Body language expert Tonya Reiman, author of "The Power of Body Language," previously told Business Insider that job candidates should make sure they offer the "appropriate amount of eye contact." 

"If you don't, the interviewer will assume you are either insecure, don't have an appropriate answer for the question being asked, or are being deceptive. Does that mean it's true? No, but perception is everything in a job interview."

Reiman said smiling demonstrates confidence, openness, warmth, and energy. 

"It also sets off the mirror neurons in your listener, instructing them to smile back. Without the smile, an individual is often seen as grim or aloof," she explained.

This may give the interviewer the impression that you're bored or uninterested in the conversation. Instead, keep your hands on the desk or table, and don't fidget.

In their book "Crazy Good Interviewing," John B. Molidor, Ph.D., and Barbara Parus suggest showing your palms during an interview — since the gesture indicates sincerity — or pressing the fingertips of your hands together to form a church steeple. which displays confidence, reports Business Insider's Shana Lebowitz.

Reiman previously told Business Insider you should always be aware of your posture.

"People don't realize that the job interview begins in the waiting room, but it does. So don't slouch in the chair in the reception area," she advised. "In order to be perceived as confident, you must sit or stand tall, with your neck elongated, ears and shoulders aligned, and chest slightly protruding."

This position changes the chemicals in our brain to make us feel stronger and more confident, and it gives the outward appearance of credibility, strength, and vitality, she explained.

Playing with your hair, touching your face, or any other kind of fidgeting can be a major distraction for your interviewer. It also demonstrates a lack of power, said Reiman.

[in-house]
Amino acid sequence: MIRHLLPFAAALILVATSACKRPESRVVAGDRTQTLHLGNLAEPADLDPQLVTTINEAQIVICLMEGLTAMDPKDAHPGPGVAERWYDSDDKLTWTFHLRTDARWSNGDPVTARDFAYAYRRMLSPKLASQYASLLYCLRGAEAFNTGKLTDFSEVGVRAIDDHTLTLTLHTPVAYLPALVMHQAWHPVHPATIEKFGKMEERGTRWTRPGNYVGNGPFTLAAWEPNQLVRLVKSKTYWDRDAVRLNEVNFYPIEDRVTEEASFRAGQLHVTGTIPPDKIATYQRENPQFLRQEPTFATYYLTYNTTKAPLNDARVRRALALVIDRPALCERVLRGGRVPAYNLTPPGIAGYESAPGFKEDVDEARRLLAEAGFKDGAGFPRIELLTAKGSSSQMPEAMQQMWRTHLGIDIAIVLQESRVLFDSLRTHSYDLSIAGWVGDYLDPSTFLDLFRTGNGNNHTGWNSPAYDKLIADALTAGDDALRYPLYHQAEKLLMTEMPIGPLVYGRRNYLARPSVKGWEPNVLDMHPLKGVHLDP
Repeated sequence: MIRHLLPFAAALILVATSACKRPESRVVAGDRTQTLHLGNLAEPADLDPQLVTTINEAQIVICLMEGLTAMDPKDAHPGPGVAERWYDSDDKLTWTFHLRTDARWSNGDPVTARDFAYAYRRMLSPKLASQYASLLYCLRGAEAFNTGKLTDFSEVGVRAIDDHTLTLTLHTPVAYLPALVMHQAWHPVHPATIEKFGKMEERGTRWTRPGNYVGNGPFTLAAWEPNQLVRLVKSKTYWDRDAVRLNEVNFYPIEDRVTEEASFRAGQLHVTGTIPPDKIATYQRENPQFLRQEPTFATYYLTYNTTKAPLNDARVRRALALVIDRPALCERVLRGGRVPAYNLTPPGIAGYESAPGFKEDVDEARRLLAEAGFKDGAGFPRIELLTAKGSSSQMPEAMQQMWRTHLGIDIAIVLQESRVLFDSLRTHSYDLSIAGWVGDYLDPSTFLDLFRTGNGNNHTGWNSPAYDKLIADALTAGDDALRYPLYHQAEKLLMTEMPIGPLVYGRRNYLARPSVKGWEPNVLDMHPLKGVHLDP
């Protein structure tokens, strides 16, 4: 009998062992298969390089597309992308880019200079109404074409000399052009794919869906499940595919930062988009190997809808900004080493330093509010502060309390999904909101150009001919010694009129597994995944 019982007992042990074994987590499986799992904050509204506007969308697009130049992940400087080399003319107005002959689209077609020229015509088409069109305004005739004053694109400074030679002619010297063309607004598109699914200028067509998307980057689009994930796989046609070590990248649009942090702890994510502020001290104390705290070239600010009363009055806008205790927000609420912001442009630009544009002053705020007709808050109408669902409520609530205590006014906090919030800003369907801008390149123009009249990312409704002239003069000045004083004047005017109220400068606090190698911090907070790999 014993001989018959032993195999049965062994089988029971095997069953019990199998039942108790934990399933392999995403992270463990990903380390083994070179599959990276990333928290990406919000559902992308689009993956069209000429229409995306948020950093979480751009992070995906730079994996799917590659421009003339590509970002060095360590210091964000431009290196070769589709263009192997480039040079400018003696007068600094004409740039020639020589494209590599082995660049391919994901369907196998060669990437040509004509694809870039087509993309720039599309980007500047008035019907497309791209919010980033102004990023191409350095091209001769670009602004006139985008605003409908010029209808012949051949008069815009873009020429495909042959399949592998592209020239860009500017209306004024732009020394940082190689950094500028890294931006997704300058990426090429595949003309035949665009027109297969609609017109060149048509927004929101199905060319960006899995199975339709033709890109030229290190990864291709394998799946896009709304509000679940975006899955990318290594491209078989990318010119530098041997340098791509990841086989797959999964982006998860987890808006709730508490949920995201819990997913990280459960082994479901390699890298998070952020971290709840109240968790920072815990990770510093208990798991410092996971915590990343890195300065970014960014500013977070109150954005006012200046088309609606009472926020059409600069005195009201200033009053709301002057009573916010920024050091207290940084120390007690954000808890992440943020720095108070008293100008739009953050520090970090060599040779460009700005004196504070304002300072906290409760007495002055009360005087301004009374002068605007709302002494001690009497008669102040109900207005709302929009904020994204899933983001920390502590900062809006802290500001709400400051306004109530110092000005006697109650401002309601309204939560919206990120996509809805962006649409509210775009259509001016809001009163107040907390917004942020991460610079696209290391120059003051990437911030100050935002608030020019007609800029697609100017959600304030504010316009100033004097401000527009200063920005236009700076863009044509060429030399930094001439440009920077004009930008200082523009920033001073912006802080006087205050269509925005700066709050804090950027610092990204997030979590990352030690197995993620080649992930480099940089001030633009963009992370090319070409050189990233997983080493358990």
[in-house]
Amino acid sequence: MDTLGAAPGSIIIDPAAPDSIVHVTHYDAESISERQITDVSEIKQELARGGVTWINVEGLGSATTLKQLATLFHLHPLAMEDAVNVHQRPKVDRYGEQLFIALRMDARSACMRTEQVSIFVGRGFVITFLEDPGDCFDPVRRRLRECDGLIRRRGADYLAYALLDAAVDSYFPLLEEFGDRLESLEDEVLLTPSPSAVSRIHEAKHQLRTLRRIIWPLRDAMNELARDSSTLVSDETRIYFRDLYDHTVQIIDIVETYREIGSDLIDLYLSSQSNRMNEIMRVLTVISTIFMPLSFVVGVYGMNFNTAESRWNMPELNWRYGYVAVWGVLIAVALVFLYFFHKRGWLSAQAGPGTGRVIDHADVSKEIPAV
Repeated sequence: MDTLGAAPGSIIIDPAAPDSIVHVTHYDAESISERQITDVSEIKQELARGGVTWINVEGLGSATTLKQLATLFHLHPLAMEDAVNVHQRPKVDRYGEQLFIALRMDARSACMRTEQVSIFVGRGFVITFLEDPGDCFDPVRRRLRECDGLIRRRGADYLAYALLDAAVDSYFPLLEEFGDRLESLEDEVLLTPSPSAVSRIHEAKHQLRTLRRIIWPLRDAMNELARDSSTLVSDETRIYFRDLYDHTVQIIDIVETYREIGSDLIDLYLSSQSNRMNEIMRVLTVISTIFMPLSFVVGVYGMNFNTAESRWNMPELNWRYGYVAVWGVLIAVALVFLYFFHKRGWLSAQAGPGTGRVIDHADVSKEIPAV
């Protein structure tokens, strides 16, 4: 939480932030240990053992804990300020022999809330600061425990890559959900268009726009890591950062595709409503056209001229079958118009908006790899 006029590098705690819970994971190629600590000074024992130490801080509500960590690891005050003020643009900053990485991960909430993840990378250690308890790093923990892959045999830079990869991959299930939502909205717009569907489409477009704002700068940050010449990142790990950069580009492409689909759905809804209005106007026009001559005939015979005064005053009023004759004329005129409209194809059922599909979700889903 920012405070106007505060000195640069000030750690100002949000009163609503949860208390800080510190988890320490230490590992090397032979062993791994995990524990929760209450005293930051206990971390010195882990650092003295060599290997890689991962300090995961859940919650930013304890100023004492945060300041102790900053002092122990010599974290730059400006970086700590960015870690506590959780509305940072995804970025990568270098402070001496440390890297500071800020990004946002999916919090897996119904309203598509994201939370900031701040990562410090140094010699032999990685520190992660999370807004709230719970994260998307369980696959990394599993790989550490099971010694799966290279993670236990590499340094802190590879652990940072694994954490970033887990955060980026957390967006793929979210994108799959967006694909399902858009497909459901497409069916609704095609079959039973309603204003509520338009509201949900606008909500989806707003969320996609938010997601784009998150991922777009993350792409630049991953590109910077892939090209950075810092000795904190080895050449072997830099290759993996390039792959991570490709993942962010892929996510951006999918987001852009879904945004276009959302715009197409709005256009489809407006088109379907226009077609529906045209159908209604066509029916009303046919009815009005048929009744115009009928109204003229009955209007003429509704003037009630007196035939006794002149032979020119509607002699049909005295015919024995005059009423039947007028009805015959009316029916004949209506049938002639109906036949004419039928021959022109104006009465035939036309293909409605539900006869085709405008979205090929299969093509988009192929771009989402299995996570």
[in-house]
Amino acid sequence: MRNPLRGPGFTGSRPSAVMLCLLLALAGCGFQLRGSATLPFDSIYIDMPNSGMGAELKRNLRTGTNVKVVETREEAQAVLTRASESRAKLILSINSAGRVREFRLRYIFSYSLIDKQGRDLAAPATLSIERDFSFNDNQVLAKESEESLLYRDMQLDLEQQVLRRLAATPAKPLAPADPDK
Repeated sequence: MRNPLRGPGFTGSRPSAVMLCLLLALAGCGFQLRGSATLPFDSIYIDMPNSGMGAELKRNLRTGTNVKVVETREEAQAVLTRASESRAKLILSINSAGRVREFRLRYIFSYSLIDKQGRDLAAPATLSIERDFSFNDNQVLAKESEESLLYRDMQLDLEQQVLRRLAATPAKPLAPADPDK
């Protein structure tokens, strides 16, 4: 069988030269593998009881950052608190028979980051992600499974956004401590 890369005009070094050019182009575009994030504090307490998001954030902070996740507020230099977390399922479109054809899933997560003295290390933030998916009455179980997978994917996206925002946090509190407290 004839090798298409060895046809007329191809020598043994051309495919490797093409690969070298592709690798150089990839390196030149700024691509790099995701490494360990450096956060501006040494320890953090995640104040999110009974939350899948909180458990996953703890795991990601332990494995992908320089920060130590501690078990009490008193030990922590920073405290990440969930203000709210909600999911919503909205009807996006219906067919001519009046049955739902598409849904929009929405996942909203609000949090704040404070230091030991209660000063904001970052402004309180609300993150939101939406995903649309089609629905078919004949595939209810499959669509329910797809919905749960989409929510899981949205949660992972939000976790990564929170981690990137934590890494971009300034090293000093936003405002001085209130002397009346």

This gesture will tell the interviewer you're not comfortable or you're closed off. 

"You should always keep your hands in view when you are talking," Patti Wood, a body language expert and author of "SNAP: Making the Most of First Impressions Body Language and Charisma," previously told Business Insider. "When a listener can't see your hands, they wonder what you are hiding." To look honest and credible, keep your arms uncrossed and show your hands.

"When we touch our faces or hair, it is because we need self soothing,"Reiman explained.

Is that the message you want to send to your interviewer

A weak handshake may tell the interviewer that you're nervous, shy, and that you lack confidence, explains Colin Shaw, CEO of Beyond Philosophy, a customer experience consultancy, in a LinkedIn post

Ideally, your handshake should be firm, but not overbearing. "The secret to a great handshake is palm-to-palm contact," Wood told Business Insider. You want to slide your hand down into the web of theirs, and make palm-to-palm contact. Lock thumbs, and apply an equal amount of pressure.

"It's okay to use your hands to illustrate a few important points," writes Lebowitz. "In fact, research suggests that staying too still can give the impression of coldness. 

"But relying too much on hand gestures can be distracting, according to Molidor and Parus."

She says you should remember you're in a job interview, not a theater audition. 

People tend to show their dominating personality by gripping the interviewer's hand and palming it down, but this tells the interviewer that you need to feel powerful, Reiman explained. "Instead, the handshake should be more natural: thumbs in the upward position and two to three pumps up and down."

As the applicant, you should always wait for the interviewer to extend their hand first, she added.